Now is an excellent time to consider upgrading, for the 5-wpm Morse capability will no doubt give expanded privileges after the restructuring takes effect. Therefore, why not get that credit under your belt.
Assuming the FCC lowers the Morse requirement to 5-wpm, a person holding credits for both 5-wpm Morse and
the General written could be on HF as soon as the changes
are in place. Ken Anderson, W4JQT, is willing to conduct
training if there is enough interest in upgrading. Call Ken
The EARS weekly net meets on the WB0GUX repeater (146.700) at 7:30 pm every Friday except the third Friday, which is our meeting night. Recent net activity follows:
Date NCS Check-Ins
11 June WA4IWL Don 14
25 June KD9SJ Don 13
02 July WA4IWL Don 9
President Jack Sproat, W4JS, called the meeting to order at 7:30 pm. with the Pledge of Allegiance to our flag. There were no new members present. Jim Hanushek, N4JBZ, was introduced as a guest and welcomed to the meeting.
Sel Kerrigan, WB1CYM, made a motion to forego reading of the minutes of last month's meeting, since they were published in the newsletter. Seconded by Don Dold, KD9SJ, and carried.
Howard White, KD4MMY, gave the Treasurer's re-port, and made a motion for acceptance. Seconded by Sel Kerrigan, WB1CYM, and the motion carried. Howard mentioned that our annual insurance premium was paid this month. A copy of the Treasurer's report was given to the Secretary for file.
Howard White, KD4MMY, read a letter from Dan Miller, K3UFG, on the ARRL staff, thanking us for keeping them informed through our newsletter, and complimenting us on The WA4IWLetter, which he described as excellent.
Jack Sproat, W4JS, read a letter from John Fogle, W1JF, advising that the 1998/1999 EARS Financial Audit was completed. The financial records were found to be in good order, and maintained according to sound business practices.
Frank Maren, W4VV, advised he had received the ARRL Membership Letter from our Division Director, Frank Butler, W4RH. Frank's 1999/2000 Hamfest Calendar shows Englewood to be the only hamfest scheduled for March 11, 2000 in our division.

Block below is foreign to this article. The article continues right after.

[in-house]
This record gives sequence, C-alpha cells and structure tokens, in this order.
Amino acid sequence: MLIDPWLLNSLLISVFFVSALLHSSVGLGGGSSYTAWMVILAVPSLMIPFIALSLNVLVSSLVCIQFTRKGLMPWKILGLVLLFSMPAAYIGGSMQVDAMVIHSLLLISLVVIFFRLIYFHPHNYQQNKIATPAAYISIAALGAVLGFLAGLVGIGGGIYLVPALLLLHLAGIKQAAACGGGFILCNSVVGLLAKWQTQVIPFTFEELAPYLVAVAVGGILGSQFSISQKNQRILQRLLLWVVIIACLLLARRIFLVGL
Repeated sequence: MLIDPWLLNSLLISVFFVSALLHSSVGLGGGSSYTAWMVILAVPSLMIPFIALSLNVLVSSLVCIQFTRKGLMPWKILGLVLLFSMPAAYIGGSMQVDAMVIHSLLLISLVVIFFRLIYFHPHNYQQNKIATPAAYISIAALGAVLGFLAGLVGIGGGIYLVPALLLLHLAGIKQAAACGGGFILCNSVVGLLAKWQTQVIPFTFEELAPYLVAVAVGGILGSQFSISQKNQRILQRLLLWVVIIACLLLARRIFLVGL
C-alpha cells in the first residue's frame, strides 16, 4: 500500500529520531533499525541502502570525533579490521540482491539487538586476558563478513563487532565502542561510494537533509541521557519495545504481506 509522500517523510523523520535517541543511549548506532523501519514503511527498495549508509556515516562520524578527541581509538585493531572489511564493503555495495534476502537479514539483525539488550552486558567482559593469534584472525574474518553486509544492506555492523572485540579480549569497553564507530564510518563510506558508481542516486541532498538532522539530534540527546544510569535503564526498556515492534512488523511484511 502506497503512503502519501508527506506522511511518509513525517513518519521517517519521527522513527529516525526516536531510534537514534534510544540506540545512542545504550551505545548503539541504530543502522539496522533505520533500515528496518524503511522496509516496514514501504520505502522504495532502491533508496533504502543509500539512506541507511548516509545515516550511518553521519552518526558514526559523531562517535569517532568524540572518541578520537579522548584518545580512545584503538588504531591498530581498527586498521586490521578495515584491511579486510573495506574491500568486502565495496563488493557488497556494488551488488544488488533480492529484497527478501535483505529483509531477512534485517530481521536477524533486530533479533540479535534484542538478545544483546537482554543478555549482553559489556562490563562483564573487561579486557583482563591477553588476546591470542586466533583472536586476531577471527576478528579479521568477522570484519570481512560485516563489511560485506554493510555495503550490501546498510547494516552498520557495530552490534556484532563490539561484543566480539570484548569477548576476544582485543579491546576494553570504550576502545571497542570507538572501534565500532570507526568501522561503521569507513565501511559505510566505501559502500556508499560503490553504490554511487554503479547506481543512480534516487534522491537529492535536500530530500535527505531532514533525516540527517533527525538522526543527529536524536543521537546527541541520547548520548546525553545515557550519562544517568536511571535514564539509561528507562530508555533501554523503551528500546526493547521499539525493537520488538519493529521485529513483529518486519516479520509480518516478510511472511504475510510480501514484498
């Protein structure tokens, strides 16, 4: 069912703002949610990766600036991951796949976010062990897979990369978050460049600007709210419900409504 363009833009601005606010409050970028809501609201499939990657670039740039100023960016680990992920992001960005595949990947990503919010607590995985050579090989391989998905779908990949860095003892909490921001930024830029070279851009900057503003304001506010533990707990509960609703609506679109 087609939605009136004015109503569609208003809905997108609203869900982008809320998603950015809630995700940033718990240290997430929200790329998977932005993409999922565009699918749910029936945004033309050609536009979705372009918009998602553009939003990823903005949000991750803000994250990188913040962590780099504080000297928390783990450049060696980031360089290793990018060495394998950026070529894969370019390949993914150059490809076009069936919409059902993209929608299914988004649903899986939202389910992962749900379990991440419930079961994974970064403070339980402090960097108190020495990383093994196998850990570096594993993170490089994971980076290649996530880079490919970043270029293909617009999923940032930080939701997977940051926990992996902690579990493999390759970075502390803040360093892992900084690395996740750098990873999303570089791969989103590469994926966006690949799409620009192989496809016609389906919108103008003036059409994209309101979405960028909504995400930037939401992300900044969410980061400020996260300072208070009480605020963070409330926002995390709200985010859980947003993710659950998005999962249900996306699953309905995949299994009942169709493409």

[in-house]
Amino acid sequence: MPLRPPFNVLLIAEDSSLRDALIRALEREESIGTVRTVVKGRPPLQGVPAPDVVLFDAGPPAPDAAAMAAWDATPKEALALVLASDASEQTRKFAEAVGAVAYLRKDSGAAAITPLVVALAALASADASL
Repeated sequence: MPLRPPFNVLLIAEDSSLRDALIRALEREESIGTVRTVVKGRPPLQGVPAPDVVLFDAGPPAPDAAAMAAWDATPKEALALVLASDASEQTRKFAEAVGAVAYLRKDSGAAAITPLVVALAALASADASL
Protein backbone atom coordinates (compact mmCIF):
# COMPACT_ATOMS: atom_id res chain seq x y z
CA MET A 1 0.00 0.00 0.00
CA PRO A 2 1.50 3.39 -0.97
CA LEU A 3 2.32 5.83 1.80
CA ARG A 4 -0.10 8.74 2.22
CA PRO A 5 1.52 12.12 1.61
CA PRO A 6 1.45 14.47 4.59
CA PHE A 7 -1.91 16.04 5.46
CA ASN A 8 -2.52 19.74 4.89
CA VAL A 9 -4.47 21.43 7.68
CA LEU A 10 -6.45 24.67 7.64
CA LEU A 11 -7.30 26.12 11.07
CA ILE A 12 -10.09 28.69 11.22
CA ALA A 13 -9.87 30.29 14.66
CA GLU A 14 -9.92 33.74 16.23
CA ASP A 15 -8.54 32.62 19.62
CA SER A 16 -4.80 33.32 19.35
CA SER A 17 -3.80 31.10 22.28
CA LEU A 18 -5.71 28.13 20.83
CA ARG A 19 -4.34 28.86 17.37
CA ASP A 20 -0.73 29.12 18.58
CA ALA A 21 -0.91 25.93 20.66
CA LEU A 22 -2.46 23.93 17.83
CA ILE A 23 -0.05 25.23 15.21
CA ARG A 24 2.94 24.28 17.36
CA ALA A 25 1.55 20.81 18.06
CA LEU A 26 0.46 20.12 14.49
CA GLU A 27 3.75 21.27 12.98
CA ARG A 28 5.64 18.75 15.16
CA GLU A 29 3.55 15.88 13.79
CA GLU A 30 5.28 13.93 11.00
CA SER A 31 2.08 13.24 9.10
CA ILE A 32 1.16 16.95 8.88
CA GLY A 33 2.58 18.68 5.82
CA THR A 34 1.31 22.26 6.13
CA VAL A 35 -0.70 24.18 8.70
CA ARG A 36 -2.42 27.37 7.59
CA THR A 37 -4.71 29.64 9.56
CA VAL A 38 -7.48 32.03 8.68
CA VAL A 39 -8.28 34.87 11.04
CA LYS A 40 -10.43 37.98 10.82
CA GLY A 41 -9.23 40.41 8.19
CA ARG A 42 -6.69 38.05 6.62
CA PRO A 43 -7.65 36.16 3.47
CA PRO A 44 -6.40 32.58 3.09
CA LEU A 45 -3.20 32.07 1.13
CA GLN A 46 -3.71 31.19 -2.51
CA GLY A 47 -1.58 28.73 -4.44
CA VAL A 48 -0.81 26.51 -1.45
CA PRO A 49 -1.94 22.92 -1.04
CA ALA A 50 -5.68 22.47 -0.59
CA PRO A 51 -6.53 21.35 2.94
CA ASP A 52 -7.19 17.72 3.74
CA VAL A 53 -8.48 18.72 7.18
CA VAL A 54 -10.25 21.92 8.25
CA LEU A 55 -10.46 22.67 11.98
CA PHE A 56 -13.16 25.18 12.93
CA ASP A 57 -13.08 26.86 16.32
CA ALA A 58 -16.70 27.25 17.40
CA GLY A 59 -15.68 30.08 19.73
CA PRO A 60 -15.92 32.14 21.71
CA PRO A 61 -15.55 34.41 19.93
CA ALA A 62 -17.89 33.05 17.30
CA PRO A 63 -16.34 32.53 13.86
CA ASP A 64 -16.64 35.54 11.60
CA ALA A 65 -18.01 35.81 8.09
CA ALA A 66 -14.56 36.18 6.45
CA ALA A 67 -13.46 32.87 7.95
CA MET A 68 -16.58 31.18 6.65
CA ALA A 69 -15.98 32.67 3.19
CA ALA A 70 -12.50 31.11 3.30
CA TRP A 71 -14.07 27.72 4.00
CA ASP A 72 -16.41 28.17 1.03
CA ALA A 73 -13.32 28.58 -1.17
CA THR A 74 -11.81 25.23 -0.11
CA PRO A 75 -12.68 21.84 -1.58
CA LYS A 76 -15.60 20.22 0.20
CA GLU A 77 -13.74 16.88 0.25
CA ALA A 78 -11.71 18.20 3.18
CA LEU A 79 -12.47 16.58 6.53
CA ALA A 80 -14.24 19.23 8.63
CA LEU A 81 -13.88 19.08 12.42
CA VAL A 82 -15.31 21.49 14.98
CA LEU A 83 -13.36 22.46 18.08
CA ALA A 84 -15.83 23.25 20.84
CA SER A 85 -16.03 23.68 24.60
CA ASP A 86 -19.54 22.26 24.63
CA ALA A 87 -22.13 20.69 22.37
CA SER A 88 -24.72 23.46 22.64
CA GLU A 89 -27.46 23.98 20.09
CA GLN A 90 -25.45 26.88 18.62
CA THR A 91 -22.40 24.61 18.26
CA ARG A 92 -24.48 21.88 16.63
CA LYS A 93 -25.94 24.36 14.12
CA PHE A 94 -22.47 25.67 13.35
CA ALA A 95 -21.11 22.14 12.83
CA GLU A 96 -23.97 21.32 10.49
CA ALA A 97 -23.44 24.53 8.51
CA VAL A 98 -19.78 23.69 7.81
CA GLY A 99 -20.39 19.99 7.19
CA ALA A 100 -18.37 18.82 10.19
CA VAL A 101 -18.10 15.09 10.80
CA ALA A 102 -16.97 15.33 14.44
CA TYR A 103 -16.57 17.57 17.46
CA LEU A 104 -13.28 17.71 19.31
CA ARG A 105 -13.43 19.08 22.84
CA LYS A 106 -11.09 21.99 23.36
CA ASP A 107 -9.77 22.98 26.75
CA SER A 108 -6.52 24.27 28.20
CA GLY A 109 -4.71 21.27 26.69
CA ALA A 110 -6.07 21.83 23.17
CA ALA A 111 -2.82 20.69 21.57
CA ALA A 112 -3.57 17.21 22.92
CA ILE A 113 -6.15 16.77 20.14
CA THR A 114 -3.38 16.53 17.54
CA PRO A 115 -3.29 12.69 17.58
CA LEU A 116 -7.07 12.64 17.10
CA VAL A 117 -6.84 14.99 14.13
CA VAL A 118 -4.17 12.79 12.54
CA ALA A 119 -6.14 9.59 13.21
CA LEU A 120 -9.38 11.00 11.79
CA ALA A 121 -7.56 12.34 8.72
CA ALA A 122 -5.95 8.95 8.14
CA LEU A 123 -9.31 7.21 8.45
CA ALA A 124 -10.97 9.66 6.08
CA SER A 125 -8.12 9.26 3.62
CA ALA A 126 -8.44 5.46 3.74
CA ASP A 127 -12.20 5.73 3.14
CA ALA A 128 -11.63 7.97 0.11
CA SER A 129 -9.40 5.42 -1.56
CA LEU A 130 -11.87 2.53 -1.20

SCHOLARSHIP FUND - In response to the President's proposal in last month's newsletter, there was discussion about EARS establishing a scholarship fund to assist deserving students in furthering their education. A show of hands indicated support for establishing such a fund. Two members, Gabe Meckenberg, K2GQU, and Walt Johnson, N2BWM, have agreed to serve on a scholarship committee.
Doug Zeeff, W4JDZ, thanks all who contributed material for a youth group at his church who are studying for amateur radio licenses.
Field Day will be June 26 and 27, same place as last year at the Englewood United Methodist Church overflow parking area. All committees report everything is ready. A sign-up sheet was passed around to schedule operators.
Personalized log books are available on request. See Jack Sproat, W4JS, if you are interested.
Prices and information have been obtained for EARS name tags. More on this later.
Arrangements have been made for EARS to operate a station on August 22, 1999 from the Boca Grande Lighthouse for International Lighthouse Weekend.
There have been no calls for reservations for FCC exams, so there will be no testing tomorrow.
SUNSHINE - John Fogle, W1JF, had surgery yesterday. He is home and doing well.